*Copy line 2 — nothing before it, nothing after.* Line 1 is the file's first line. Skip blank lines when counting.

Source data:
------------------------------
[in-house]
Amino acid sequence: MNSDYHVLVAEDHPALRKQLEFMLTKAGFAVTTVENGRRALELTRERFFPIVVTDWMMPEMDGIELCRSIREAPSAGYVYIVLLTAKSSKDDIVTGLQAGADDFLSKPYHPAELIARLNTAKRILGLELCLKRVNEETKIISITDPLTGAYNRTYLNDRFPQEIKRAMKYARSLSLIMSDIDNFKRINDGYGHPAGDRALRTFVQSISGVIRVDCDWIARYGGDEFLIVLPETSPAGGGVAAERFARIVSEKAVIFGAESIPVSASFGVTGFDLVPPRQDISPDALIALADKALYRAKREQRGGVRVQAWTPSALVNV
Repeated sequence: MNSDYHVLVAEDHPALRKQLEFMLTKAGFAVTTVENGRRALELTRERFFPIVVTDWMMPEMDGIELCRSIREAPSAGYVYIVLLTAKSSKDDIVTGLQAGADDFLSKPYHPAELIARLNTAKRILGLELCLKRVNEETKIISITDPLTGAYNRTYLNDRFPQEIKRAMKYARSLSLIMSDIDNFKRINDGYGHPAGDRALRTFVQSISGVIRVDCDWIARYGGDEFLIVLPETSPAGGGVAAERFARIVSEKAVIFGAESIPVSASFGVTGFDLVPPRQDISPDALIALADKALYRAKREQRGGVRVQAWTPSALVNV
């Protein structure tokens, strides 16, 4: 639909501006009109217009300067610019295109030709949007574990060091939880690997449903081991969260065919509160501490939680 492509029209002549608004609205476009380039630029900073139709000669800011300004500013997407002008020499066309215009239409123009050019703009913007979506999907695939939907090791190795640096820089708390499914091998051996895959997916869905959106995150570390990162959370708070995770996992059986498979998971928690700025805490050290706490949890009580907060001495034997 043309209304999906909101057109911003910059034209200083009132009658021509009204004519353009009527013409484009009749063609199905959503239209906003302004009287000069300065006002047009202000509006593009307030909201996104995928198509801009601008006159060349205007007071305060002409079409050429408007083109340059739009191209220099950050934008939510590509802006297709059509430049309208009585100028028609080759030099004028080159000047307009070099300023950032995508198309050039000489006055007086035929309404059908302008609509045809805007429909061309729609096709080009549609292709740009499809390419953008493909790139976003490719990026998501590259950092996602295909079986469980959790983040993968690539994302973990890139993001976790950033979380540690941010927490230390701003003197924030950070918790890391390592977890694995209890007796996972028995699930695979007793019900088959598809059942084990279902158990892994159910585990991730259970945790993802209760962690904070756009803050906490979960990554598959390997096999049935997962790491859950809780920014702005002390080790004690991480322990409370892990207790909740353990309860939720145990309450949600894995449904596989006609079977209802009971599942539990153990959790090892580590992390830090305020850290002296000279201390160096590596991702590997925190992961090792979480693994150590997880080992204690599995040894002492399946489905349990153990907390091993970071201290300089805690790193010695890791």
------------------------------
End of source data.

Amino acid sequence: MNSDYHVLVAEDHPALRKQLEFMLTKAGFAVTTVENGRRALELTRERFFPIVVTDWMMPEMDGIELCRSIREAPSAGYVYIVLLTAKSSKDDIVTGLQAGADDFLSKPYHPAELIARLNTAKRILGLELCLKRVNEETKIISITDPLTGAYNRTYLNDRFPQEIKRAMKYARSLSLIMSDIDNFKRINDGYGHPAGDRALRTFVQSISGVIRVDCDWIARYGGDEFLIVLPETSPAGGGVAAERFARIVSEKAVIFGAESIPVSASFGVTGFDLVPPRQDISPDALIALADKALYRAKREQRGGVRVQAWTPSALVNV